Walls, who appeared on the subsequent cover of Sports Illustrated after Clark caught the touchdown pass, had to deal with the bad memory for years.
“The cover followed me around like a bad check,” Walls told SI.com’s Franz Lidz some twenty-four years later. “For years, my career was defined by that one negative image.”
Walls and Clark eventually developed a close friendship when they appeared in autograph shows in the ensuing years.
The two men signed their names on Sports Illustrated magazine covers featuring “The Catch,” per The Associated Press (via The Dallas Morning News).
Despite the crushing loss to San Francisco, Everson Walls proved he belonged in the National Football League.
The unheralded rookie defensive back from Grambling State had a single-season franchise record eleven interceptions in 1981.
Those were more than Mel Renfro’s seven in 1964 and Deion Sanders’ five in 1989.
Little wonder Everson Walls made the first of his four Pro Bowl appearances following that memorable 1981 NFL season.
Cowboys cornerback Trevon Diggs eventually tied Walls’ single-season franchise record some forty years later.
Coincidentally, Walls witnessed Diggs tying his record.
Walls was sitting at AT&T Stadium’s Ring of Honor level suite watching a game between the Cowboys and the visiting Washington Football Team on December 29, 2021.
Walls was having fun with retired Cowboys Dixon Edwards and Chad Hennings when Diggs picked off WFT quarterback Taylor Heinicke barely four minutes into the contest.
Walls admitted to Spagnola after the game that he barely saw Diggs’ historic accomplishment. The stadium announcer just introduced him to the crowd when it happened.
The Cowboys won by a landslide, 56-14.
Everson Walls continued making strides in his pro football career.
He averaged close to six interceptions over the next four seasons. He led the NFL in picks with seven in 1982 and nine in 1985.
To nobody’s surprise, Walls earned three First-Team All-Pro nods during that span.
The Cowboys averaged nine wins per season from 1982 to 1985. They never made it past the NFC Championship Game during that time frame.
When Walls was a four-year veteran in 1985, he and his Cowboys teammates had to deal with unbearable game day temperatures inside the friendly confines of Texas Stadium.
Temperatures on synthetic fields back in the day can be 30 degrees higher than the air three feet overhead.
The hot and muggy Texas weather doesn’t make things any easier.
“It’s smoking hot,” Walls told Sports Illustrated’s John Underwood in the summer of 1985. “You can feel it come up into your uniform and up the shoulder pads, and it gets trapped inside your helmet.”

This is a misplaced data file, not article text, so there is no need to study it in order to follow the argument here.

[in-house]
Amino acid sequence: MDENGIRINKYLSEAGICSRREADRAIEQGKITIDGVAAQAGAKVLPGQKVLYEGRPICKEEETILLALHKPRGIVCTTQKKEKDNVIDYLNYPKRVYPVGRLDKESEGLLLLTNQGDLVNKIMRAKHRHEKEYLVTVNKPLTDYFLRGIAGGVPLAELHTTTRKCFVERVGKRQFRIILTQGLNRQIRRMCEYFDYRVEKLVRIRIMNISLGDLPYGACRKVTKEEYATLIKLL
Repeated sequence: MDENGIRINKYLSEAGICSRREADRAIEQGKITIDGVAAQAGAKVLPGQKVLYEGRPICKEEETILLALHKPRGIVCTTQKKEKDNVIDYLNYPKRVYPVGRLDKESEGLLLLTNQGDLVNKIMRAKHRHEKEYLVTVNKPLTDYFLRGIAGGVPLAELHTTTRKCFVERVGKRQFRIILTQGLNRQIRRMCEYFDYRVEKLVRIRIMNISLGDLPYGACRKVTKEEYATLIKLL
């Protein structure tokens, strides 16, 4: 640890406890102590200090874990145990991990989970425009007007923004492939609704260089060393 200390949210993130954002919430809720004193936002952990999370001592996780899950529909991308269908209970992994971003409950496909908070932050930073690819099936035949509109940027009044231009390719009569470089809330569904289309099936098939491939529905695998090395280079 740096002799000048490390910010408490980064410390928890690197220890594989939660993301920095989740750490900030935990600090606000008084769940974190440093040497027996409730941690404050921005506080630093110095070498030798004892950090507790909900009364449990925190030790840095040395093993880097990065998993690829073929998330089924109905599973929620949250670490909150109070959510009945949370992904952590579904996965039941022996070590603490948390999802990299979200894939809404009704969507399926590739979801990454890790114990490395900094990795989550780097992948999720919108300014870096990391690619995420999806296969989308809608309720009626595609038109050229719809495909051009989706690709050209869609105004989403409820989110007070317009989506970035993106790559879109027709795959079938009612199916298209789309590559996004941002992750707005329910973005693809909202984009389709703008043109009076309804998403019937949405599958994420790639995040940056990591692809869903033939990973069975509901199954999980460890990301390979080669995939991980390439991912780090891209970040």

That humid season was the last time the Cowboys made the postseason during Tom Landry’s legendary 29-year coaching tenure in Dallas.
The Cowboys won ten games but lost to the Los Angeles Rams in the NFC Divisional Round in embarrassing fashion, 20-0.
As for Everson Walls, he continued piling up on the accolades as his pro football career progressed.
The twenty-seven-year-old defensive back became the youngest member of the Cowboys’ 25th Anniversary Team in 1986.
Dallas averaged barely five victories over the next four seasons. They hadn’t been that bad since their first few years in the NFL in the early 1960s.
As for Everson Walls, he ended his nine-year tenure in Dallas on a sour note.
Not only did the Cowboys win just one game in the 1989 NFL season, but Walls also had a run-in with first-year head coach Jimmy Johnson.
According to Spagnola, Walls earned Johnson’s ire after the latter fraternized with Phoenix Cardinals wide receiver Roy Green after a 24-20 loss.
The Cowboys eventually released Walls following the 1989 NFL season.
Bill Parcells’ New York Giants promptly signed Walls to a lucrative two-year deal worth more than $ 1 million in the spring of 1990.
Johnson hollered at Walls after the final whistle and told him in no uncertain terms to go straight to the Cowboys locker room.
Another favorite of mine of Everson Walls that I saved from the shocking victory over the Bills in Super Bowl XXV pic.twitter.com/U6kYveW7dw
— Spider Lockhart (@SpiderLock43) December 22, 2019
It took seven long years for Everson Walls to receive some much-needed vindication after “The Catch” fiasco against the San Francisco 49ers in the 1981 NFL Championship Game.
A jubilant Walls appeared on the cover of Sports Illustrated after his New York Giants beat the Buffalo Bills in Super Bowl XXV, 20-19.
Walls always thought his son Cameron should keep a copy of that cover in his wallet at all times.
“If he got needled about ‘The Catch,’ he could pull it out and say, ‘Look, Dad did something positive, too,'” Walls told Lidz in 2006.
Walls called the defense for the Giants against the Bills, who made the first of four consecutive Super Bowl appearances.
New York defensive coordinator Bill Belichick neutralized Jim Kelly’s K-Gun offense with Walls, per WFAA.com’s Mike Leslie.
Belichick’s tactic worked like a charm. Thanks to his improvisation, the Giants won their second Super Bowl title.
Ten-year veteran cornerback Everson Walls also earned his first and only Super Bowl ring.
Walls switched to the safety position prior to the 1991 NFL season. He had seven interceptions in his last three years in the National Football League.
Walls’ two-and-a-half-year stint in the Big Apple ended following his release from the Giants on October 21, 1992.